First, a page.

Statement of the Religious Studies Program on Antiracism & Inclusivity
Angered and devastated by the continued police killings of Black people, and inspired by movements calling for justice, the faculty of Religion are galvanized by the events of the past summer to reflect, educate ourselves and our students, and act to address antiblackness and white supremacy. We begin by acknowledging the colonial and racist legacies of religious studies as a field, the responsibility and rewards of decentering whiteness and Christian colonial categories in the study of religion, and our own participation in and benefit from legacies of institutional racism.
The police killing of Dreasjon Reed in Indianapolis, as well as documented racist incidents on our campus, are reminders that our community is a part of the nation’s ongoing reckoning with structural racism. The state of Indiana was once home to the largest chapters of the Ku Klux Klan in the nation. Today, Blacks comprise 9 percent of Indiana’s population, but 34 percent of the state’s incarcerated population, whereas whites make up 82 percent of the population and only 59 percent of the state’s incarcerated population (Hispanics make up 6 percent of the population and 6 percent of incarcerated people) (Prison Policy Initiative). Police kill Blacks in Indianapolis at a rate 3.5x greater than that of whites. Though founded by a prominent abolitionist, Butler University remains a primarily white institution (PWI). The University’s own research reveals that people of color often feel less welcome, while facing greater obstacles, at Butler (as at other PWIs). We must, therefore, work with intention to ensure that we live up to our highest ideals of inclusivity, equity, and justice.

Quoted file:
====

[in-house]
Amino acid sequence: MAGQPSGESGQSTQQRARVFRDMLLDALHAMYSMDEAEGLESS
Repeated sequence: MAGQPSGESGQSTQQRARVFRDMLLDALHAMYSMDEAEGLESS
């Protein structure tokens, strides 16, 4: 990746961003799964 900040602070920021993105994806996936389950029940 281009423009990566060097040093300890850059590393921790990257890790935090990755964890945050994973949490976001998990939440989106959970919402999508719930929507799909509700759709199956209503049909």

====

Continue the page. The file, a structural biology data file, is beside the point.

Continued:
We recognize that statements such as this risk falling into the traps of performative allyship, and are vulnerable to bureaucratization at a moment when so many feel compelled to say something. With this statement, we wish to hold ourselves accountable to students, colleagues, and community, and declare our commitment to the following specific short and long-term actions:
- Conduct an inventory of our program curriculum with a view towards decentering whiteness, promoting anti-racist practices, and diversifying the voices and perspectives we highlight in our courses.
- Increase our department’s contribution to the Social Justice and Diversity requirement of Butler’s core curriculum.
- Engage in ongoing faculty efforts to continue educating ourselves on issues of anti-racist pedagogy, productive allyship, workplace microaggressions, etc., in order to become better educators of all students, and more supportive colleagues to BIPOC faculty and staff (link to 2020-21 reading list).
- Recognize the value and importance antiracism/diversity/decentering white work, as well as the significant labor involved in this work, by (i) sharing the responsibility for the work equally among all department members (ii) recognizing effort and achievement in this kind of work by including it as an expectation and standard by which departmental faculty are evaluated in annual reviews.